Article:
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How to Prepare for a New School Year with Distance Learning

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Show Notes:

Hey there! I'm so glad you're here. 😊

So, if you’ve just landed your first teaching contract and your new school is telling you that you may need to start the year teaching online... you might be interested in my brand new mini-course:

Let's talk about How to Prepare for a New School Year with Distance Learning:

  1. Ask which platform your school is going to use and introduce it right away to your students.

    First, ask your new administrator and your grade level team if there will be any professional development opportunities provided by your district this summer in terms of introducing you to any online platforms your district will be requiring you to use in the new school year.
    Once you find out which technology platforms your school is using and what you can use them for, ask teachers at your grade level what worked for them as they ended the school year online for the last three months.

    Were there specific websites or tools they used that were especially helpful or that encouraged student engagement?

    What do they plan to change? What didn’t work with their students?

    Many districts have their own platform that they ask their teachers to use for security purposes, while supplementing with Google Classroom or Zoom.

    If you're new to Google Classroom, click here to access a fantastic resource of 32 videos to help you get started on Google Classroom.

  2. Find out your district requirements for online instructional hours and create a schedule.

    Find out if your school has a designated number of hours that they:

    1.) Require you to be online and available to students
    2.) Require of instructional time

    These are two very different things.
    Being available to students might mean that you have set office hours when they or their parents can ask you questions, but that you aren’t actually teaching online.

    Instructional time is when you are actually delivering a lesson or interacting with your class.
    So, find out what the requirements will be for your district and create a schedule that you can share with your students and with their parents so you can manage their expectations in terms of how often you will be online and in what format.

  3. Preparing for online instruction is more time-consuming than face-to-face instruction.

    One hour of instruction online can take several hours to prepare for, especially when you build in the time you might need for the learning curve involved in any new technology you will be using to teach that lesson.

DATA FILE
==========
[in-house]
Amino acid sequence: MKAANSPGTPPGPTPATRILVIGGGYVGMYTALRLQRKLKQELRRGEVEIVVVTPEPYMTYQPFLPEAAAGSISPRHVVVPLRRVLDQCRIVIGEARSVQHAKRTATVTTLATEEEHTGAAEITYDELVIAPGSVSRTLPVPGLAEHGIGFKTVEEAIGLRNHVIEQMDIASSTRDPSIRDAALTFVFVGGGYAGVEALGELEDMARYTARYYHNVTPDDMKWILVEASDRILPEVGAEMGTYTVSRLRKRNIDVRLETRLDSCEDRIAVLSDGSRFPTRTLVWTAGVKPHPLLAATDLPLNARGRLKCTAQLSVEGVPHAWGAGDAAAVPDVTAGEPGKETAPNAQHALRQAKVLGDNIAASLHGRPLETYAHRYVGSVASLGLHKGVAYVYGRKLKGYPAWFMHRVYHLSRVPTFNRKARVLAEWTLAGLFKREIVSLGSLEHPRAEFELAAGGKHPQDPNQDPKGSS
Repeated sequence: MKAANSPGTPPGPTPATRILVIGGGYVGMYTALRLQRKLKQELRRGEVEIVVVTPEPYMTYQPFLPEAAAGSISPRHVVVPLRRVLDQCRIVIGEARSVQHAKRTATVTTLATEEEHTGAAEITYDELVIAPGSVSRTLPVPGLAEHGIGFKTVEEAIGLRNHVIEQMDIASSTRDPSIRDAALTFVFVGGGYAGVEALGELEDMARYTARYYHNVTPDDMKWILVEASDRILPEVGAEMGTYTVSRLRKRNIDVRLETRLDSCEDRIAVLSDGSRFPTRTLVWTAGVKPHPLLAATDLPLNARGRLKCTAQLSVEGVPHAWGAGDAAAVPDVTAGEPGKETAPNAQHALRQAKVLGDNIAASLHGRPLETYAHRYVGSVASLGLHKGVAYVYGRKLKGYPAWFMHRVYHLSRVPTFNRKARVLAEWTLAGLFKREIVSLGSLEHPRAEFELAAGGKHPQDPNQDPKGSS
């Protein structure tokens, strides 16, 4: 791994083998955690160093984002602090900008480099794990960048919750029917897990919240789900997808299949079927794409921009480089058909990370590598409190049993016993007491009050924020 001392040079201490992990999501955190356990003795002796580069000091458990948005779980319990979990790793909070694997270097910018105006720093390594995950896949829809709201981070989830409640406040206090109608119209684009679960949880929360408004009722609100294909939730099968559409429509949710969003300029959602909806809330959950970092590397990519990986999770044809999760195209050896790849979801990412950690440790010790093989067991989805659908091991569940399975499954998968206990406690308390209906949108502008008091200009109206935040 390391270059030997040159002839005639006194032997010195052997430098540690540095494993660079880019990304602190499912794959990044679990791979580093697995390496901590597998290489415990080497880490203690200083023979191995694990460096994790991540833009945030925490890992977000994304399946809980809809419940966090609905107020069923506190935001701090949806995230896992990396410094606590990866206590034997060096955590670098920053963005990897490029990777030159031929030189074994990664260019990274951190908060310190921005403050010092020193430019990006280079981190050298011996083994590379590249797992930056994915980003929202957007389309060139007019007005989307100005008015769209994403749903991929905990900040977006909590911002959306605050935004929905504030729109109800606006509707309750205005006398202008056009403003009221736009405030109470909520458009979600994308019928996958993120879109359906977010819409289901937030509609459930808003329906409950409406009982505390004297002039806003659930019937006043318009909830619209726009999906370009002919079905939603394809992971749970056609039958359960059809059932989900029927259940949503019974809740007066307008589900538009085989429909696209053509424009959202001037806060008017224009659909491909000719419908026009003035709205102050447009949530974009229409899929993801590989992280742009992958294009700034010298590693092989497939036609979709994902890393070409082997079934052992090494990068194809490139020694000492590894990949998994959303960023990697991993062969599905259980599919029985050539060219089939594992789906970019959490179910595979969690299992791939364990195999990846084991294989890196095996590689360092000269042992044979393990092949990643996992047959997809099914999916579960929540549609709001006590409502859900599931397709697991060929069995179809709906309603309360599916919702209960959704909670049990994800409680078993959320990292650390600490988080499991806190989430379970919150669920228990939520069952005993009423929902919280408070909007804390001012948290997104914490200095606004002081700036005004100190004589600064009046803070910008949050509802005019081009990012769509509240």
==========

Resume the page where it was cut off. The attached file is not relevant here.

Also, just like in school, be sure to build in set breaks for yourself so you can catch your breath and take a break.

    Have fun and get creative with this! One teacher inside my Beginning Teacher Talk Facebook Group had a sign that said “Ms. Smith’s Executive Assistant” and pointed her camera at her dog’s bed when he was sleeping when she was out on her break, with a sign that said, “Ms. Smith will back at 1:00 pm.”

    Such a creative & fun way to set clear boundaries! If you teach younger students, you could also set a sign like this beside a stuffed animal & point your computer camera at it while you’re taking your break. 


  4.  Set up an at-home teaching space where you will connect with your students on a regular basis. 

    Decide on a background you want to use for your at-home teaching space and make it cheerful and welcoming, and if you’re going to be doing a hybrid of face-to-face and online teaching, keep this background space with the same color scheme and theme as your classroom.
    If you decide to join the R.E.A.D.Y. for School Academy, you will get more than 70 resources to help set up and customize your classroom space, so I will walk you through how you can use some of those resources to set up a cute and welcoming space at home for online learning.
    Keeping consistency for your students in terms of meeting with them in a space they come to recognize will be an important part of maintaining a sense of continuity between school and home. That way, every now and then when you surprise your students with a kind of “virtual field trip” by holding class somewhere new, it will be fun and exciting for them to see you in a different space!

  5. Create rules & routines for how your class will interact online.

    Just as you would do in a face-to-face classroom at the beginning of the year, you will need to start thinking through what your rules, routines, and expectations will be when you are teaching and interacting online.